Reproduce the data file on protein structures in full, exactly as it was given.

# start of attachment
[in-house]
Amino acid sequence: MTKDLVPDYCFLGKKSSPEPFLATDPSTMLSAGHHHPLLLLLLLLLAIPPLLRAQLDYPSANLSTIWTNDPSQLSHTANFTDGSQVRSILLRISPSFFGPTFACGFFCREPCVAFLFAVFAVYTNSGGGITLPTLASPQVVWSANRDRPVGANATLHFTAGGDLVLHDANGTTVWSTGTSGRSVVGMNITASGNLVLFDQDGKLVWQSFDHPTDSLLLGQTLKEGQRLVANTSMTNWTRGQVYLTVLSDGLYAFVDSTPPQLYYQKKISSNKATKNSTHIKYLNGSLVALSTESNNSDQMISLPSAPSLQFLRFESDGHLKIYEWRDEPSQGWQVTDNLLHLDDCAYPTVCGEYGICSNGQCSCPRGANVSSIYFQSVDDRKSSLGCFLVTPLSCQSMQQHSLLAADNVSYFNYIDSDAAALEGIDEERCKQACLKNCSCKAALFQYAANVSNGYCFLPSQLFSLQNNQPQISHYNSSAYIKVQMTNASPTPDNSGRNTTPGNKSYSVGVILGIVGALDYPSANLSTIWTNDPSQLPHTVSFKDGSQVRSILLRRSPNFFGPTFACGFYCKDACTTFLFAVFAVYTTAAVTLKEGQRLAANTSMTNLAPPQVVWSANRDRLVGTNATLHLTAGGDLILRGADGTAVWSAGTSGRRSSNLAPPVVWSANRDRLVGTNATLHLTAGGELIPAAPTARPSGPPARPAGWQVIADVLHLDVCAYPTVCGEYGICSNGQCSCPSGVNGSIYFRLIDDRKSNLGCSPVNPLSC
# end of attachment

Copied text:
[in-house]
Amino acid sequence: MTKDLVPDYCFLGKKSSPEPFLATDPSTMLSAGHHHPLLLLLLLLLAIPPLLRAQLDYPSANLSTIWTNDPSQLSHTANFTDGSQVRSILLRISPSFFGPTFACGFFCREPCVAFLFAVFAVYTNSGGGITLPTLASPQVVWSANRDRPVGANATLHFTAGGDLVLHDANGTTVWSTGTSGRSVVGMNITASGNLVLFDQDGKLVWQSFDHPTDSLLLGQTLKEGQRLVANTSMTNWTRGQVYLTVLSDGLYAFVDSTPPQLYYQKKISSNKATKNSTHIKYLNGSLVALSTESNNSDQMISLPSAPSLQFLRFESDGHLKIYEWRDEPSQGWQVTDNLLHLDDCAYPTVCGEYGICSNGQCSCPRGANVSSIYFQSVDDRKSSLGCFLVTPLSCQSMQQHSLLAADNVSYFNYIDSDAAALEGIDEERCKQACLKNCSCKAALFQYAANVSNGYCFLPSQLFSLQNNQPQISHYNSSAYIKVQMTNASPTPDNSGRNTTPGNKSYSVGVILGIVGALDYPSANLSTIWTNDPSQLPHTVSFKDGSQVRSILLRRSPNFFGPTFACGFYCKDACTTFLFAVFAVYTTAAVTLKEGQRLAANTSMTNLAPPQVVWSANRDRLVGTNATLHLTAGGDLILRGADGTAVWSAGTSGRRSSNLAPPVVWSANRDRLVGTNATLHLTAGGELIPAAPTARPSGPPARPAGWQVIADVLHLDVCAYPTVCGEYGICSNGQCSCPSGVNGSIYFRLIDDRKSNLGCSPVNPLSC